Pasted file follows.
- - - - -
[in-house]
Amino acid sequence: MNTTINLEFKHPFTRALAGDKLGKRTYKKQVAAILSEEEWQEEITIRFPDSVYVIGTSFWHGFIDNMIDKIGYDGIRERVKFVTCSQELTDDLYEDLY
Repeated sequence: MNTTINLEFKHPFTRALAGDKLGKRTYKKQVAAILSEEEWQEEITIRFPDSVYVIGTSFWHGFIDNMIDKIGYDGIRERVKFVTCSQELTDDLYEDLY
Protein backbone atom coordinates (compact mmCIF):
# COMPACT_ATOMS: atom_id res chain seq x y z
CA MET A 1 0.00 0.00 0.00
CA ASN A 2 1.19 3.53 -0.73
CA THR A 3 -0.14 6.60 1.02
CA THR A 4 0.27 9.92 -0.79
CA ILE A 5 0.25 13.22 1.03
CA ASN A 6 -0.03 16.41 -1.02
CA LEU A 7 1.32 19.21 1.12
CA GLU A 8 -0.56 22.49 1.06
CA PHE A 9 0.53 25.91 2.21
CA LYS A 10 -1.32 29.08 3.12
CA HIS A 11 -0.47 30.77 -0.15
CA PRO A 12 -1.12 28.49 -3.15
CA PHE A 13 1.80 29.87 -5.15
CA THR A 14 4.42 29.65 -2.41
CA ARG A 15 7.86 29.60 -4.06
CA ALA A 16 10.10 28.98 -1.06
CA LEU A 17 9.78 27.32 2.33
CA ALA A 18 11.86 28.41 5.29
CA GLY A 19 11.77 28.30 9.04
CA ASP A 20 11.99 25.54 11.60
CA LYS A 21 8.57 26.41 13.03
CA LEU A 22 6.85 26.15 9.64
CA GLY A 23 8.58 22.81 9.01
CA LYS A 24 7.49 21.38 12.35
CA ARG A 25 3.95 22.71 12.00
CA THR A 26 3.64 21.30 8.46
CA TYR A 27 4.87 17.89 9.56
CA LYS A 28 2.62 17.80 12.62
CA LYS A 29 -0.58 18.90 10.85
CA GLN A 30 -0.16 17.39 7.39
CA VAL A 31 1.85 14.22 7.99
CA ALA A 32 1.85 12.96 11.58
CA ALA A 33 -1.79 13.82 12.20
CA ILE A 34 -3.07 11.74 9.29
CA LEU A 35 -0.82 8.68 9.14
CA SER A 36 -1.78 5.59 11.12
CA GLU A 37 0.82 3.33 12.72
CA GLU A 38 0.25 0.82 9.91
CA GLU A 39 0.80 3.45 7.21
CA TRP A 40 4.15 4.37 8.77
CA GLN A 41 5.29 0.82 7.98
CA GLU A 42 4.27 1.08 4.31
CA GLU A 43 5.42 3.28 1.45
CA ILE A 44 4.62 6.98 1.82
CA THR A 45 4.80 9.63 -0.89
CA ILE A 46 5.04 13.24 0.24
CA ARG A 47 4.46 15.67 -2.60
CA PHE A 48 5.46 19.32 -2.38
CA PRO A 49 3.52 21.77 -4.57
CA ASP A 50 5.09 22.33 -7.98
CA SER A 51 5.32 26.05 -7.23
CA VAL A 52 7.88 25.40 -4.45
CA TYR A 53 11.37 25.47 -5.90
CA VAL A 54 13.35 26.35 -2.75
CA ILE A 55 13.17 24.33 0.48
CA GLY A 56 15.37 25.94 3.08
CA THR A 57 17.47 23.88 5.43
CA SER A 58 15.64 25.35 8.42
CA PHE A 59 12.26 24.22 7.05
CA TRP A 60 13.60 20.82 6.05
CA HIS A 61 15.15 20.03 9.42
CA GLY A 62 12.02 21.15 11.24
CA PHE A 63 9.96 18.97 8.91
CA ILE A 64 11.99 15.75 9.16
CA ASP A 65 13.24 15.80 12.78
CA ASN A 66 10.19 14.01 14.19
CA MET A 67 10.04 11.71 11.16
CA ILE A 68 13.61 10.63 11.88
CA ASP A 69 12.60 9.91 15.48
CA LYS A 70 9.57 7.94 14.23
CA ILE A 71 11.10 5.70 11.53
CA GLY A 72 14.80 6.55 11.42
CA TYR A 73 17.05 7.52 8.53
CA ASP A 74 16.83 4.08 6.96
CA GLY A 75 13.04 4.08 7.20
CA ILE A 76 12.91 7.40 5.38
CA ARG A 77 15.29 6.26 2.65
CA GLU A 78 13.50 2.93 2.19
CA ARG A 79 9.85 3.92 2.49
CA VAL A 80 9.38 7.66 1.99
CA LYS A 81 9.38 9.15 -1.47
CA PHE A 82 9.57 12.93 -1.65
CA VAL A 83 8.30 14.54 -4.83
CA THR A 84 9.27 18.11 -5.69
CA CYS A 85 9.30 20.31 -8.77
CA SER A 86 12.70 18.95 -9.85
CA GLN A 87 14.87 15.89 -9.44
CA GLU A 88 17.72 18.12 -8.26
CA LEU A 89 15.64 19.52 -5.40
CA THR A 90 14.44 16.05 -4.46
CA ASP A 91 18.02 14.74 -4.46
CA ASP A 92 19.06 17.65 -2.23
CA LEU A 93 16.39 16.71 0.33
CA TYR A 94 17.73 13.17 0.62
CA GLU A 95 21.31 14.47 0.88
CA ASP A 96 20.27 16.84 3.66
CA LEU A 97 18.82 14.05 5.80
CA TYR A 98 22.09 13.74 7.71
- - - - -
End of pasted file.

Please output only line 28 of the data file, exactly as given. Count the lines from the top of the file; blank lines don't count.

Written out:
CA GLY A 23 8.58 22.81 9.01